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Thread: Minimum focusing distance

  1. #1

    Minimum focusing distance

    Hi all,
    I said I will ask a lot. Then, how do you calculate how much you can get close to the subject and get (pinhole grade) focus? Or everything will be in (pinhole grade) focus all the time. I don't think so, really...
    Thanks in advance.

  2. #2
    It depends on the camera, but most pinholes have good enough resolution close enough that it's never a problem. Here's an image of a tomato slice (backlit) taken 25mm from the camera:


  3. #3
    I've been reading some pinhole theory and got confused. What your focal lenght and pinhole size?
    Amazing shot, by the way.

  4. #4
    500+ Posts earlj's Avatar
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    In every pinhole image, everything in the field of view is in (pinhole grade) focus. Infinite depth of field. There are many posts on this site that complain of the dust on filters placed either in front of or behind the pinhole showing up in focus on the image. Having said that, the calculations for the optimum pinhole for sharpness change when the distance between the pinhole and the object is close to the distance between the pinhole and the film. When people refer to focal length (or focal distance) they are referring to the distance between the pinhole and the film. Here is a paper that proposes some calculations for optimal pinhole diameter for various object to pinhole and pinhole to film distances. Note that there are many people who don't agree with these calculations completely, but the gist of it is that the closer to the camera your object is, the smaller the pinhole that you can get away with before diffraction starts to blur your image.
    "a squid eating dough in a polyethylene bag is fast and bulbous, got me?"
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  5. #5
    500+ Posts dvoracek's Avatar
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  6. #6
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    Hi Ricardo,

    besides the pinhole diameter, "focal" length and subject distance, sharpness also depends on the wavelength (color). As far as I remember, user nicknamed renon performed series of practical tests with various pinhole diameters, and the results roughly corresponded with the Prober-Wellman paper mentioned above. You can find his posts in this forum.

    The world is not black and white. It often looks good in grayscale, though.

  7. #7
    Great. Food for taught. Thank you all for the valuable input.

  8. #8
    500+ Posts Ned.Lewis's Avatar
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    I made a coffee can pinhole camera recently for macro. FL about 4 inches and the pinhole is 0.15mm. I think the Prober-Wellman equation has that an optimum for a subject distance of somewhere between 1-1/4 and 1-1/2 inches, but I have used it much closer than that, down to 1/4 or 1/2 inch. The range of "sharper focus" than a normal optimal pinhole extends out quite a ways, several feet at least. Subjects in the far distance are "fuzzier" than with a pinhole optimized for infinity, but what I find interesting is that they look soft in a different way. The softness produced by a very small pinhole looks different from one that is a little too big or a little too small. It looks different from the normal "pinhole" softness too, I think. It makes me wonder if there are different "kinds" of diffraction...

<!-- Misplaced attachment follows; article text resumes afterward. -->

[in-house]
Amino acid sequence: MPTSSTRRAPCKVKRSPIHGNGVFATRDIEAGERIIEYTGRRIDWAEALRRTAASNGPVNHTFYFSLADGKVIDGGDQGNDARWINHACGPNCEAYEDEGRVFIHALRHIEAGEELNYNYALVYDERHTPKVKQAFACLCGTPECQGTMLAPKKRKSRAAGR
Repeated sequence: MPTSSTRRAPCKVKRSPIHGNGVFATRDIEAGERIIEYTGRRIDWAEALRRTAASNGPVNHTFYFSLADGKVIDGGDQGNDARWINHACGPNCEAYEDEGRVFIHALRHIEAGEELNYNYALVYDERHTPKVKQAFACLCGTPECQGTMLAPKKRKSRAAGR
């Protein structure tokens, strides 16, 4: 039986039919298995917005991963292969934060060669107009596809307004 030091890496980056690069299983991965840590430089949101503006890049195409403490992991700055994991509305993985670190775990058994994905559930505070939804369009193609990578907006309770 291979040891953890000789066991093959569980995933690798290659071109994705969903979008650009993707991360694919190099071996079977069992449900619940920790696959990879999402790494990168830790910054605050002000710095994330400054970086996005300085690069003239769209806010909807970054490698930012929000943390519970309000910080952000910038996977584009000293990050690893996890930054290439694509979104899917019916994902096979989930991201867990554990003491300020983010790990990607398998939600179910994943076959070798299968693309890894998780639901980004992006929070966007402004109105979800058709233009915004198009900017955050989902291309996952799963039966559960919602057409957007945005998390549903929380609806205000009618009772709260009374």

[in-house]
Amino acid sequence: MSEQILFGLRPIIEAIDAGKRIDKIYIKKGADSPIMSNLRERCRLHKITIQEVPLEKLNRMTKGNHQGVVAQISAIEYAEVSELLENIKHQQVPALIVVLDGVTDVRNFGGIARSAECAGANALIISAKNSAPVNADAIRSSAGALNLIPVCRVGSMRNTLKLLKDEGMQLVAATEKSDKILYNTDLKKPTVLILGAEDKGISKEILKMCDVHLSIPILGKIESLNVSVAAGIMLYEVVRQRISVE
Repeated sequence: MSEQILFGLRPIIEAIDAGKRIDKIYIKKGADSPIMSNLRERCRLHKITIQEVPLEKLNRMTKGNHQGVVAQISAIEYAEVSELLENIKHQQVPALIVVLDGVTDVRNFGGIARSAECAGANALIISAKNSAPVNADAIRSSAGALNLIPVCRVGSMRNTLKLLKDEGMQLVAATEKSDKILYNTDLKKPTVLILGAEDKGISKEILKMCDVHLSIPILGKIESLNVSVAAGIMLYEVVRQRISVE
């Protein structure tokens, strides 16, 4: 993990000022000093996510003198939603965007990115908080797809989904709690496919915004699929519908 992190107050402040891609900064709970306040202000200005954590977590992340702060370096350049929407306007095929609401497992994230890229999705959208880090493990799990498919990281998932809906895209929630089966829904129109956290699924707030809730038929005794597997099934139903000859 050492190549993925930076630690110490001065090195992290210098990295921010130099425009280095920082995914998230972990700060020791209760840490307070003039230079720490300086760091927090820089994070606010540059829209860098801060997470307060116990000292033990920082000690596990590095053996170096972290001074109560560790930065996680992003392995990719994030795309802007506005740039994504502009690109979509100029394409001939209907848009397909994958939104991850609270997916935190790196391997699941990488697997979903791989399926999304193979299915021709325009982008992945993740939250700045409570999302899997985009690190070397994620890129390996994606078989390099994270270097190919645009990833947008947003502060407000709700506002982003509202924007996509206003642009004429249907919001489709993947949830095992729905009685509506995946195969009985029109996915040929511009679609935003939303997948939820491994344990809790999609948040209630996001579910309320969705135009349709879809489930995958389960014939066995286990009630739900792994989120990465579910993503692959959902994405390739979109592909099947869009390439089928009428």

Just as some photographers pay attention to "bokeh" and the character of the out-of-focus area, I've been wondering if different kinds of "non-optimum" pinholes could be used intentionally ...
    Some photos: Ipernity
    ( pinholes and solargraphs mixed in among the rest)

  9. #9
    "It makes me wonder if there are different "kinds" of diffraction...
    Just as some photographers pay attention to "bokeh" and the character of the out-of-focus area, I've been wondering if different kinds of "non-optimum" pinholes could be used intentionally ..."

    I truly think you are on to something that bears closer scrutiny and has not been addressed thoroughly in the past. You are most correct in your observations of the subtle differences.
    Sam H.

  10. #10
    I don't know about different kinds of diffraction, but there are, in general, two sources of image softness with pinhole: diffraction effects and geometric effects.

    In my simplistic, non-scientific way of thinking about it, I consider diffraction to happen to the photons that get within about 1 wavelength from the edge of the pinhole. Think of this as a donut-shaped zone around the edge of the pinhole. Conversely, the photons passing through the central portion of the pinhole - the hole in our donut - don't get near enough to the edge to be affected by diffraction.

    As the pinhole is made smaller and smaller, the donut diffraction zone's area begins to outweigh the central donut hole area, since the assumed wavelength of light is a constant.

    But if you make the pinhole larger and larger in size, the diffraction effects shrink to insignificance while geometric effects loom larger, making the image soft.

    The optimal pinhole size is the best compromise between these two effects, balancing geometric softening and diffraction softening of the image.

    I suspect these two image-softening effects - diffraction and geometry - have subtly different effects. For one, diffraction is known to produce interference patterns, and it's also a wavelength-dependent effect, while geometric softening doesn't create interference patterns and is wavelength independent.

    "There was just that moment and now there's this moment and in between there is nothing. Photography, in a way, is the negation of chronology."-Geoff Dyer, "The Ongoing Moment"
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